The Secret Jewish History Of The Happy Meal
In June of 1979, 40 years ago, the world of picky eaters experienced a total game changer. That month, McDonald’s went national with a cardboard clutch containing a choice of hamburger or cheeseburger, a small drink, cookies, a small bag of fries and — of course — a toy.
The Happy Meal, like the fast food chain’s storied inside playgrounds, transformed the Golden Arches into a kind of rave scene for the under-twelve-set.
While McDonald’s holds that a St. Louis ad manager named Dick Brams is the “father of the Happy Meal,” the kid-friendly offering’s origins are in fact more obscure. By some accounts, the earliest form of what we’ve come to know as the Happy Meal was developed by a Guatemalan franchiser named Yolanda Fernández de Cofiño, who conceived of the “Menu Ronald” as a limited-menu choice for mothers looking to feed their children with minimal fuss.
McDonald’s caught wind of de Cofiño’s idea, and Brams commissioned the Kansas City advertising firm Bernstein-Rein to further develop it. The company’s founder and CEO, Bob Bernstein, took the idea to another level.
Bernstein observed that his nine-year-old son would sit around the breakfast table each morning and stare at his cereal box. The food in the child’s bowl was less absorbing to him than the copy on the box, which included mazes and jokes. Bernstein recognized, as he would later tell a local Kansas City outlet, that “kids want something to do while they’re eating.”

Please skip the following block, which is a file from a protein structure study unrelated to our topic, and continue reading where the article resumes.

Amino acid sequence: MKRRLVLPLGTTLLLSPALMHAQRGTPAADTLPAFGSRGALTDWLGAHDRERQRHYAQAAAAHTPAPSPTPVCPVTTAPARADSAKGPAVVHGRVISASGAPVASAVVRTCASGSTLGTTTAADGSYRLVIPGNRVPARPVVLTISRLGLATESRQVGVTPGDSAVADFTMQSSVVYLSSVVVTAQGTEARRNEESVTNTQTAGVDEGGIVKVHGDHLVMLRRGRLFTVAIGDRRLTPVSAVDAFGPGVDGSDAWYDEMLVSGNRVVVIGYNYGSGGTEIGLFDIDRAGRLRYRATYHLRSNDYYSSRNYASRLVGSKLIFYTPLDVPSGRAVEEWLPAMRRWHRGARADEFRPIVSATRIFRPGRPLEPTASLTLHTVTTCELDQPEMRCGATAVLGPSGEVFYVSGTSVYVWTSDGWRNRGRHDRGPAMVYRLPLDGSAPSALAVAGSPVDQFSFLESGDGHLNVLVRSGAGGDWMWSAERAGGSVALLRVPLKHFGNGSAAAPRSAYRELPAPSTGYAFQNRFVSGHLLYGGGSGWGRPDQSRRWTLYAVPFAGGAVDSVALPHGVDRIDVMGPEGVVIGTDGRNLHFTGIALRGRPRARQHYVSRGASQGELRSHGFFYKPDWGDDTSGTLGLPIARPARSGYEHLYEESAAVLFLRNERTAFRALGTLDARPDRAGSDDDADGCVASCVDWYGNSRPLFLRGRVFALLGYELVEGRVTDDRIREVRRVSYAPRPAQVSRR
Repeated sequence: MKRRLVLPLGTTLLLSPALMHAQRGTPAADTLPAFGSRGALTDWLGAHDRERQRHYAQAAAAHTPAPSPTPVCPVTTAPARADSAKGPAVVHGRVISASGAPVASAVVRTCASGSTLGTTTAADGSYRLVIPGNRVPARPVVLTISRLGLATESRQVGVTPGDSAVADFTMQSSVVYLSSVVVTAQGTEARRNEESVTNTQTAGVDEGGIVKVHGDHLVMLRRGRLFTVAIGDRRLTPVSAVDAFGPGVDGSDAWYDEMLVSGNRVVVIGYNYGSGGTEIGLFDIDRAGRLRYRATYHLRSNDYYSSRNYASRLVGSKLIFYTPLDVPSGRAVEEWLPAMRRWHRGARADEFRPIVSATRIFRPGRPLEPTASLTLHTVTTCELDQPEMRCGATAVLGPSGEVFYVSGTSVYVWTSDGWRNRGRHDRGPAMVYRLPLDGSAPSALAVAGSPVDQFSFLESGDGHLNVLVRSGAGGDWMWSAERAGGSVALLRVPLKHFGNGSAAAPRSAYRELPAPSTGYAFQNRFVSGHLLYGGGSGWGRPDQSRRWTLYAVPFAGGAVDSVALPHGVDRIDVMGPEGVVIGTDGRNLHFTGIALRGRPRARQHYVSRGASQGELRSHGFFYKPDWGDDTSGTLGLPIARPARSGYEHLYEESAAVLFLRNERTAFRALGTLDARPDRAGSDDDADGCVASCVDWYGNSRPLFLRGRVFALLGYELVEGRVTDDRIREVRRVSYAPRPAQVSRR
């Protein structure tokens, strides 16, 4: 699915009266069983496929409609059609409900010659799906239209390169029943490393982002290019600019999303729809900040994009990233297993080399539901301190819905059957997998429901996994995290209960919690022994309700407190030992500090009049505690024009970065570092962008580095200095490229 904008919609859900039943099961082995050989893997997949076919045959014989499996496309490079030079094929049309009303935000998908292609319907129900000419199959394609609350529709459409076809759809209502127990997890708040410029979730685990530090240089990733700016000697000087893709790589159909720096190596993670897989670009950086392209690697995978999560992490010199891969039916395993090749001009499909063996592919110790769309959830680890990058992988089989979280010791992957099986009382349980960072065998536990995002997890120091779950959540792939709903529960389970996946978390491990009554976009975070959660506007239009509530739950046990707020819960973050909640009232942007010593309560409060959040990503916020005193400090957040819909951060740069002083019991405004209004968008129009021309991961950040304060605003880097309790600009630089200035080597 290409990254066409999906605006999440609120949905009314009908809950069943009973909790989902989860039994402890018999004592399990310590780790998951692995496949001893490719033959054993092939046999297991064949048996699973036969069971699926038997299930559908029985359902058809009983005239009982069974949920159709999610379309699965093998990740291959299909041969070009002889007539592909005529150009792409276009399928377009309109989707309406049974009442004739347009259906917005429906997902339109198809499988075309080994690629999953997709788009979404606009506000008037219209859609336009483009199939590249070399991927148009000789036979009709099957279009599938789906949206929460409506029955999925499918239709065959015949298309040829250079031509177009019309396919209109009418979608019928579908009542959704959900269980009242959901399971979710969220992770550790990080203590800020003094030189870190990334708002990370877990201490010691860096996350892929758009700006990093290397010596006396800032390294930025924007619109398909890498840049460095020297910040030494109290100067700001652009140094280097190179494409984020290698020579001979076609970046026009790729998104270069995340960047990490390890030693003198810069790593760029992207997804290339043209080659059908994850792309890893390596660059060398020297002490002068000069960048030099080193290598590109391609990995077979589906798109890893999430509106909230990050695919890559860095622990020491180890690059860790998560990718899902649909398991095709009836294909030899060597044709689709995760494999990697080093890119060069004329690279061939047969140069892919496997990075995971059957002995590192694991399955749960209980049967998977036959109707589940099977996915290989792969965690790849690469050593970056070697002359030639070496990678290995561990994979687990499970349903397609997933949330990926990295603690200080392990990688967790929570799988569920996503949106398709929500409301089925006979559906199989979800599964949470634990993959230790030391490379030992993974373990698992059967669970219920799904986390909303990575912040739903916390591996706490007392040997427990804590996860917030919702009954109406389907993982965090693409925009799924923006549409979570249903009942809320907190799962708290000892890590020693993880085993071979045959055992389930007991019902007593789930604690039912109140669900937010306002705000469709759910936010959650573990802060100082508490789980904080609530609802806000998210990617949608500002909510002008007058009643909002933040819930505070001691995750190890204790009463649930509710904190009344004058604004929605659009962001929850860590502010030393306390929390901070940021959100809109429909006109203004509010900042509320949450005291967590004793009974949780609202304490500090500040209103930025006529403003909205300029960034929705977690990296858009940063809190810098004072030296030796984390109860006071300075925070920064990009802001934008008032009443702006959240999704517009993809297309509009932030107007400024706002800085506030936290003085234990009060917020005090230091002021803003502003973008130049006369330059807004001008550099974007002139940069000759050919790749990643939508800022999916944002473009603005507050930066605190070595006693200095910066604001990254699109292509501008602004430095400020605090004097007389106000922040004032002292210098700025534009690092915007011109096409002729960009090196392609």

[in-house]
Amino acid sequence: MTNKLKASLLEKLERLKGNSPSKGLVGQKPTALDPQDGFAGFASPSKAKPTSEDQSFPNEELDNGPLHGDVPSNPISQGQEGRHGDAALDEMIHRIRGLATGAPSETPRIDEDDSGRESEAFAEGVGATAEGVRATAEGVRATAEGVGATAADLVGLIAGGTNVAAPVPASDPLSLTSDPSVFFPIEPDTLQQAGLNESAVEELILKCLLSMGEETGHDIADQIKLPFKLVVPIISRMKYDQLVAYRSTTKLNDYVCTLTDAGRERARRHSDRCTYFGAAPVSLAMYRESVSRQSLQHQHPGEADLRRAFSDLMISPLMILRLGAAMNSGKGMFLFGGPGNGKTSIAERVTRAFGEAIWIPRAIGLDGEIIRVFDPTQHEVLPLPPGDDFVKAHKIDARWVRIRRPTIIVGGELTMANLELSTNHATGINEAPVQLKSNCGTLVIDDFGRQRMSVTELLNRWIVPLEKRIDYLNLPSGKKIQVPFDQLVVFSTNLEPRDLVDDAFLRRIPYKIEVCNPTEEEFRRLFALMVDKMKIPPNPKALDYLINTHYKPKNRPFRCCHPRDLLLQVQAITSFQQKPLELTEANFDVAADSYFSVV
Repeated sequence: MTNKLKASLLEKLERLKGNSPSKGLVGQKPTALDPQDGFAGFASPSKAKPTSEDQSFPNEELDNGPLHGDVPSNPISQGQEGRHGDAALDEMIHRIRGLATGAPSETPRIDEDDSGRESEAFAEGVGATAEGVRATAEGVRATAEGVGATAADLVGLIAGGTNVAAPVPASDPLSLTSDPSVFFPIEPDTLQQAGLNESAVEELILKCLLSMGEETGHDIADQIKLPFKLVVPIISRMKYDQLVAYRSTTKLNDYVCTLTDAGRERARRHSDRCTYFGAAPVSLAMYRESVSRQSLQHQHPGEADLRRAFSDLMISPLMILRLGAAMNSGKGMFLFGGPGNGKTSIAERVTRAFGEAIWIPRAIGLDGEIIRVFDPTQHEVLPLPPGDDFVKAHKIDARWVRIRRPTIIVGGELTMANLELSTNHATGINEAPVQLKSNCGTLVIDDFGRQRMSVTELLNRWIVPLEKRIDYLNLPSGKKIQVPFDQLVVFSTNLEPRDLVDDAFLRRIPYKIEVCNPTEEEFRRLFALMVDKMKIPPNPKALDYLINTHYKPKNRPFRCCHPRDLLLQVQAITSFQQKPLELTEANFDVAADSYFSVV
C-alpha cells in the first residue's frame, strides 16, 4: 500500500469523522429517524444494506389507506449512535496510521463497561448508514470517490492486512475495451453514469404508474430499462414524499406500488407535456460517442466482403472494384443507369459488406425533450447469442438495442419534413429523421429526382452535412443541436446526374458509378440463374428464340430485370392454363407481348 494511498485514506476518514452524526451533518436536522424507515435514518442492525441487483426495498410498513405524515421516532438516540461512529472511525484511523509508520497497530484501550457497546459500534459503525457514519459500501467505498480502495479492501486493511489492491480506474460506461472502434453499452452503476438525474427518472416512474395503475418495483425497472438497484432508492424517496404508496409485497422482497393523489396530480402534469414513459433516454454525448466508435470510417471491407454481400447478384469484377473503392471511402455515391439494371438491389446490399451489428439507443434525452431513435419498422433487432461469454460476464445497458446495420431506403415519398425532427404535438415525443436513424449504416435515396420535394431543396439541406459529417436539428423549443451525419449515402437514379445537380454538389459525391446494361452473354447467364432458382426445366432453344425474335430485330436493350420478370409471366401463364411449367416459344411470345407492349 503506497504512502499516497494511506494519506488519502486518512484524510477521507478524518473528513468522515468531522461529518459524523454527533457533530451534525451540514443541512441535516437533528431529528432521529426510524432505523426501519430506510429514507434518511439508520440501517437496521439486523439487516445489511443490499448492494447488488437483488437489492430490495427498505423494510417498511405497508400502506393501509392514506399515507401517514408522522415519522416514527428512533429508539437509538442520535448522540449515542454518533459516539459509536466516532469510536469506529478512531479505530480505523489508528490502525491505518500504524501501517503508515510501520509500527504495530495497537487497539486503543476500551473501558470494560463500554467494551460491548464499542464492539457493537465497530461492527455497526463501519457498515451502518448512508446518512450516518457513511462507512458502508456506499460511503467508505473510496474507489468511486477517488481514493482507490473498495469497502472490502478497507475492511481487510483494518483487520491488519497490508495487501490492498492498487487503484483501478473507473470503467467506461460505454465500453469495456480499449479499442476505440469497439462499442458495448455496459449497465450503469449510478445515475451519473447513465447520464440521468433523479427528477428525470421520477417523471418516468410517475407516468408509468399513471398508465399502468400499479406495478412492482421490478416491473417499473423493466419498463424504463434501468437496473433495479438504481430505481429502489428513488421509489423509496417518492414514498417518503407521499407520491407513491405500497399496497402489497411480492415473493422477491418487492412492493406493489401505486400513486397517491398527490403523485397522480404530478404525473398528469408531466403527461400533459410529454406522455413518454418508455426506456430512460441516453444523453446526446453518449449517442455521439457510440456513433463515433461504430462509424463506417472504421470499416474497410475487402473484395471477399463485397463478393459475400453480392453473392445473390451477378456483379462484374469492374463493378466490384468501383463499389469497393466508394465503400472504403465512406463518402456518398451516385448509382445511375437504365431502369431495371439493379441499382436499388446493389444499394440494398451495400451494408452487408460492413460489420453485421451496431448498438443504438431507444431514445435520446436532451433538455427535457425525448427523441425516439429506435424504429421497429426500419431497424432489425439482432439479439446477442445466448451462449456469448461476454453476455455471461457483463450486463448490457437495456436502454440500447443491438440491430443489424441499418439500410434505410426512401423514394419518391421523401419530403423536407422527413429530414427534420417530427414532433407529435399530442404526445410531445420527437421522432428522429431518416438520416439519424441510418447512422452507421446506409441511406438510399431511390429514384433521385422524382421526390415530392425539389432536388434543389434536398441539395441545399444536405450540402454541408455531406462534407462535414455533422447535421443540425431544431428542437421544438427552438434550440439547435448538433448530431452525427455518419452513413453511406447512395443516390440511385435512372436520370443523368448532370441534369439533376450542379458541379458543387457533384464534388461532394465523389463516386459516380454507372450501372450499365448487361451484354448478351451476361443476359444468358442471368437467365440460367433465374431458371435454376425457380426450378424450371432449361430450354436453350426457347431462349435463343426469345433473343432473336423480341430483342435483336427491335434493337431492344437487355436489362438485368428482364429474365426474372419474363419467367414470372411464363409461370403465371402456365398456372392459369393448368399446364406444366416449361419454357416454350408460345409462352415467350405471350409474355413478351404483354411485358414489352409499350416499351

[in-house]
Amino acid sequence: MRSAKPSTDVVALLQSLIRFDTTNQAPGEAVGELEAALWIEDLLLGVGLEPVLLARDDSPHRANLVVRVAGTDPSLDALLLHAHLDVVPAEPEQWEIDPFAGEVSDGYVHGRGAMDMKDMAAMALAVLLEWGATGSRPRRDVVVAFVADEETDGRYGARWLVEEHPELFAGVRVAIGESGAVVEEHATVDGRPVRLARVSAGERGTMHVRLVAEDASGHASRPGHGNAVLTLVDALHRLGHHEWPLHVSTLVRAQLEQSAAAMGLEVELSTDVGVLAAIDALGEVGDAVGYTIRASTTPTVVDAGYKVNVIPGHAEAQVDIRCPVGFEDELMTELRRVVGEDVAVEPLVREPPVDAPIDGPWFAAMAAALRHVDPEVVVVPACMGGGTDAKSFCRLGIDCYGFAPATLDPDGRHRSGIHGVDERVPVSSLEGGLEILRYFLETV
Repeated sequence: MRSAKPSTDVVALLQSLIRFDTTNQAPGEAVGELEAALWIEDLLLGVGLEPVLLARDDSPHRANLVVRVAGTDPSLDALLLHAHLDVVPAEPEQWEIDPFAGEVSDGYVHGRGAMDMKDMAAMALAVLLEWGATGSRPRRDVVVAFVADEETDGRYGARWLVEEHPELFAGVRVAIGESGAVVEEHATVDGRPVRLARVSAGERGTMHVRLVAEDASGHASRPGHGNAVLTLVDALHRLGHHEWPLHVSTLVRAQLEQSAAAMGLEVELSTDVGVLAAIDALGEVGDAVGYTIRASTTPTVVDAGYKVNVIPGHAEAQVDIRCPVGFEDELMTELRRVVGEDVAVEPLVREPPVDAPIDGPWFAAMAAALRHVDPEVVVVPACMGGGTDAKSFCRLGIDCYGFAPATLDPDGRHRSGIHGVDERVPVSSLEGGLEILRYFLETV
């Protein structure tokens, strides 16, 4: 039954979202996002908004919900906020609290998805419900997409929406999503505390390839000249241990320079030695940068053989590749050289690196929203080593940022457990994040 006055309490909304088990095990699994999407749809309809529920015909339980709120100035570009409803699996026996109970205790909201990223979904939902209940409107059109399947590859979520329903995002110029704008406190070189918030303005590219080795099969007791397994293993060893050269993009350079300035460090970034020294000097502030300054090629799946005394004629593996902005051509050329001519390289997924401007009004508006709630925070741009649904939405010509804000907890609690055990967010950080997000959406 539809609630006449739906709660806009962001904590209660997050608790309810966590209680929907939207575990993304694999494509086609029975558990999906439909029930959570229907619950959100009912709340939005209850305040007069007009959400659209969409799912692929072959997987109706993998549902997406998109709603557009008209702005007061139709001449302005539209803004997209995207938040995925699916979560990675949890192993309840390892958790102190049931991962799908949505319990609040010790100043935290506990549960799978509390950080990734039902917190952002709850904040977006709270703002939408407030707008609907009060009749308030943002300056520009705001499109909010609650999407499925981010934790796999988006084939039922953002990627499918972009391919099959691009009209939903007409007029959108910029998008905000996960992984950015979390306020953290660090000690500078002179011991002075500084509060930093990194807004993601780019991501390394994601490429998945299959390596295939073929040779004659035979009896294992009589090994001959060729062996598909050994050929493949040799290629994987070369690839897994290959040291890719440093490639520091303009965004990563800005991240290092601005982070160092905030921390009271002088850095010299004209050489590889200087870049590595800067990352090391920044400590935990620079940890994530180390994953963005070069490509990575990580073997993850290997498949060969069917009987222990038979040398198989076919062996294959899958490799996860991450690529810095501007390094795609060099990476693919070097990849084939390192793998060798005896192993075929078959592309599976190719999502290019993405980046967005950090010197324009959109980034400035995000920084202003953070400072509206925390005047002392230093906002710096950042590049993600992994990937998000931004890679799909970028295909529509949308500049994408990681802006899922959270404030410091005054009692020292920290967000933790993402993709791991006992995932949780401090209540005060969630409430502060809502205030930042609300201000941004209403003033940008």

The rest is marketing history. Bernstein told his team to produce paperboard lunch pails with handles and invited children’s illustrators to draft ideas for the box’s graphic design, specifically requesting gags, games and stories.
The meals were released to a test market in Kansas City in 1977 before a nationwide launch in 1979, which introduced another favorite staple of the cereal box: prizes.
Toys for the meals were initially Cracker-Jack-caliber items like tops and McDonald’s-brand stencils and bill folds. But by Christmas of 1979, the chain had introduced a meal with toys and box art promoting “Star Trek: The Motion Picture.” That first foray into cross-branded toys opened a surprisingly lucrative door, with even adult Trekkies flocking to the chain to amass the whole crew of the Enterprise. The cult of collecting only grew in the following years, with Mickey D’s adding partner franchises like “Star Wars,” Nintendo and the and the gender-binary-reinforcing options of Hot Wheels or Barbie, which were offered concurrently.
The menu expanded in the 1980s to include McNuggets, and that wasn’t the only change. In the aughts, concern over childhood obesity spelled dips in sales for McDonald’s one-time cash cow. By 2011, a year after San Francisco’s board of supervisors voted for a “Happy Meal Ban” to take effect until the restaurants included a fruit or vegetables to any meal packaged with a toy, the chain added apple slices, milk and apple juice as a healthier options.
Four decades later, with the first Happy Meal generation safely in middle age, we can thank Bob Bernstein for his canny understanding of how to bribe children with trans fats and tchotchkes. Of course, we should also remember the vision of Yolanda Fernández de Cofiño, who sought to give mothers a fighting chance at a peaceful meal with the family.
PJ Grisar is the Forward’s culture intern. He can be reached at [email protected]